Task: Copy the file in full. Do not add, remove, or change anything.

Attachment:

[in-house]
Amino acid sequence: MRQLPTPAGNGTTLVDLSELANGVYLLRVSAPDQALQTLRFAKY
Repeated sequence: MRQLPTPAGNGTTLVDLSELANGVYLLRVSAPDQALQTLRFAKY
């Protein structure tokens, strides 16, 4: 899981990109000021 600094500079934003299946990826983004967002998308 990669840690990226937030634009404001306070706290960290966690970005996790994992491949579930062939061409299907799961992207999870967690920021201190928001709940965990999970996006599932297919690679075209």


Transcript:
[in-house]
Amino acid sequence: MRQLPTPAGNGTTLVDLSELANGVYLLRVSAPDQALQTLRFAKY
Repeated sequence: MRQLPTPAGNGTTLVDLSELANGVYLLRVSAPDQALQTLRFAKY
């Protein structure tokens, strides 16, 4: 899981990109000021 600094500079934003299946990826983004967002998308 990669840690990226937030634009404001306070706290960290966690970005996790994992491949579930062939061409299907799961992207999870967690920021201190928001709940965990999970996006599932297919690679075209």